Counselors and Administrators Receive 504 Training by Lozano Smith
SEL Activities to Help Students Manage Anxiety and De-Stress
As an educator, you are in a unique position to provide stability and care to your students and their families. One of the best ways you can support students during these uncertain times is by teaching them ways to effectively manage and reduce stress. Just like adults, unmanaged stress in students can lead to anxiety, depression, irritability, poor concentration, aggression, physical illness, fatigue, and sleep disturbance. It can also increase tobacco, drug, and/or alcohol use.
Be a listening ear.
Encourage students to talk to you about their feelings and problems so you can work through any concerns they may have. Keep in mind that some students don’t have an adult at home whom they feel comfortable turning to in times of need. Also, many students were isolated from their normal environments, peer groups, relatives, etc., last year. It is going to take some time
for them to adjust to our “new normal.”
Why it works: We’ve all been through a lot during the pandemic, and an important way to help students process and work through their emotions, experiences, and problems is by listening. This is an important first step in helping students work through and manage stress.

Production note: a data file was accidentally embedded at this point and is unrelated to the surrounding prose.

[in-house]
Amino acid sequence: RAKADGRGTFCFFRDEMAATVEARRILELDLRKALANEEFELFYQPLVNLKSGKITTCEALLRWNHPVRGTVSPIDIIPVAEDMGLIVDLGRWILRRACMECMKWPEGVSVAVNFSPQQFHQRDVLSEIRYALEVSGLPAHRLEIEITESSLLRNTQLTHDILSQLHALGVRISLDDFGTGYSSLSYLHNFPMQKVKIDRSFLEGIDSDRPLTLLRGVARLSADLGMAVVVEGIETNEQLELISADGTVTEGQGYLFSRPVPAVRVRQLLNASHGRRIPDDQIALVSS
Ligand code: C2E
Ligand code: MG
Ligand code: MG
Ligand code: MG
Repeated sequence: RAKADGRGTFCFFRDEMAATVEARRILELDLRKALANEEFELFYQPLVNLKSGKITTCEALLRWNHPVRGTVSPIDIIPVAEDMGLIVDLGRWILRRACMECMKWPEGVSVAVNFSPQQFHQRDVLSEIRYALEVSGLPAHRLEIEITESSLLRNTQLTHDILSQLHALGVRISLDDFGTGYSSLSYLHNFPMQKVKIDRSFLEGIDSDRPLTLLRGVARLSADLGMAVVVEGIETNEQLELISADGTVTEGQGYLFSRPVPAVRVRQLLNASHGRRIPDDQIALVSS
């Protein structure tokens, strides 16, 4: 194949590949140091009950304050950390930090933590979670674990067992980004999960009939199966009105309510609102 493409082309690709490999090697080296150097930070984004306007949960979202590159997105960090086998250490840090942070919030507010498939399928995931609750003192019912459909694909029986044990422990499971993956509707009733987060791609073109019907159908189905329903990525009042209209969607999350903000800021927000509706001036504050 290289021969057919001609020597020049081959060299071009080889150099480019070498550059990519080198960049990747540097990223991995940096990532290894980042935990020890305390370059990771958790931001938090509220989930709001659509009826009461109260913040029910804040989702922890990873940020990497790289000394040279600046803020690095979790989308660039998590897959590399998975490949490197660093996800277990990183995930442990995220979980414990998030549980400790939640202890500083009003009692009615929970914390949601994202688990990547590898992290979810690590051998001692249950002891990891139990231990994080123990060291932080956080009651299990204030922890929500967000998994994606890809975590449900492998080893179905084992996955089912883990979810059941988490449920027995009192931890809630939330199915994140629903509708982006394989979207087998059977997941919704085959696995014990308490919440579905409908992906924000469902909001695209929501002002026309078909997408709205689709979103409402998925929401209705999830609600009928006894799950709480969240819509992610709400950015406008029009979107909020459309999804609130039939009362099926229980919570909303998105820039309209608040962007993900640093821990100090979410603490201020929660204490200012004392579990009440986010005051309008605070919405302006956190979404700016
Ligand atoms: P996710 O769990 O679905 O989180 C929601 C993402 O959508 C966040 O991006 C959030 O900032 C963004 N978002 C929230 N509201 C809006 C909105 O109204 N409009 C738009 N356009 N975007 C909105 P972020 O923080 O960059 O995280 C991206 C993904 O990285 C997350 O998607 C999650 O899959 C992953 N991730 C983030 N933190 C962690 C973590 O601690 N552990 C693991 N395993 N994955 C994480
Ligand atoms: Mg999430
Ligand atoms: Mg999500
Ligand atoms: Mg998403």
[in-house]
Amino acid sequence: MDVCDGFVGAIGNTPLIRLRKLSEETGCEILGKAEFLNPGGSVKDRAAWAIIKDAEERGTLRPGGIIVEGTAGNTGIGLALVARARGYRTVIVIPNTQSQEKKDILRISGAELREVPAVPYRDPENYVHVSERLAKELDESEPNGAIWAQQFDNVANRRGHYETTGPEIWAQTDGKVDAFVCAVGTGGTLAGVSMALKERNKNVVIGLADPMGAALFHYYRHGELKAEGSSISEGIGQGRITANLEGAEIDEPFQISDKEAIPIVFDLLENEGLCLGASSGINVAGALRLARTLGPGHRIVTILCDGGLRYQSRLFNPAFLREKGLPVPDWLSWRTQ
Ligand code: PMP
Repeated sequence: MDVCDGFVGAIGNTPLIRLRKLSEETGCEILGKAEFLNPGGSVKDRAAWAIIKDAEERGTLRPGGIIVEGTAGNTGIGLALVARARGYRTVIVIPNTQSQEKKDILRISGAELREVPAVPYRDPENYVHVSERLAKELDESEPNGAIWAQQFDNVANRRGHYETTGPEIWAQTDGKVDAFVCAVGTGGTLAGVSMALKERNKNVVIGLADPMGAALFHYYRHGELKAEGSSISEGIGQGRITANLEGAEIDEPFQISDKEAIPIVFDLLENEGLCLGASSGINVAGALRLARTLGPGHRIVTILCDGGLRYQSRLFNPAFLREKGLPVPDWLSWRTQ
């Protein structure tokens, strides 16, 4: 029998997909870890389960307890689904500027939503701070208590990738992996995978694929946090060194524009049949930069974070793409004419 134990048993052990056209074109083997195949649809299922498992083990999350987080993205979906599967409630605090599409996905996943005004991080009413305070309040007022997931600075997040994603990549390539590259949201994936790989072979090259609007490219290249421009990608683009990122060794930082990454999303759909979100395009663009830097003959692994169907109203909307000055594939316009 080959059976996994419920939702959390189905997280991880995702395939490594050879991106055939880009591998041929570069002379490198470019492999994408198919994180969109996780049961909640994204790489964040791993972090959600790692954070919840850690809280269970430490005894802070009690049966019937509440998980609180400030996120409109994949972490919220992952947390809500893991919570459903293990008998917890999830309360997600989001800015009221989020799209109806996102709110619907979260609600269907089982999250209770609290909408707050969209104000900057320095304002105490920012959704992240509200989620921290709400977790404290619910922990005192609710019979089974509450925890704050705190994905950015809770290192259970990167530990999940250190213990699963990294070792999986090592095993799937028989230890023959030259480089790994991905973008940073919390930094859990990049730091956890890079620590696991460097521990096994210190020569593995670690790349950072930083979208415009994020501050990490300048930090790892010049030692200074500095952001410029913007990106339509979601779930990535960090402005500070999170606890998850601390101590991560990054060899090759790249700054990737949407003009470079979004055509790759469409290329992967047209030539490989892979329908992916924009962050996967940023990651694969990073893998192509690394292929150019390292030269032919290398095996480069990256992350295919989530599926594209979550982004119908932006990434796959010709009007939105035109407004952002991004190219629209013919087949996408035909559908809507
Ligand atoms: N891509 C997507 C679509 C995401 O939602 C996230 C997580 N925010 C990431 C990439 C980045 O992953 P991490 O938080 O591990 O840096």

Host morning meetings.
Start the school day with a morning meeting to check
in with students. This can be a time to address any issues they may be facing, talk through their feelings and emotions, and practice social and emotional skills.
Why it works: Morning meetings are an important way to stay connected with your students and address any issues they may be having. They also can strengthen student-teacher relationships, increase social awareness and self-efficacy, and reduce stress.
Promote a growth mindset.
Help students develop a growth mindset by teaching them to focus on the positive and view challenges as opportunities for growth, rather than threats.
Why it works: Research shows that a growth mindset can help students maintain a sense of control over their lives, and it addresses the cognitive causes of stress within the brain. Growth mindsets allow us to see the world through a lens of growth, which means we have the power to turn our thoughts from a negative focus induced by stress to a positive focus striving toward improvement.
Help students practice deep breathing.
Teach students deep breathing techniques to calm down and reduce stress.
Why it works: Deep breathing works just as well for students as it does for adults. It can
have a powerful and immediate physical effect in reducing tension, relaxing the body, and limiting the production of harmful stress hormones. Clinical research also shows that regular deep breathing exercises benefit the heart, brain, digestion, and immune system.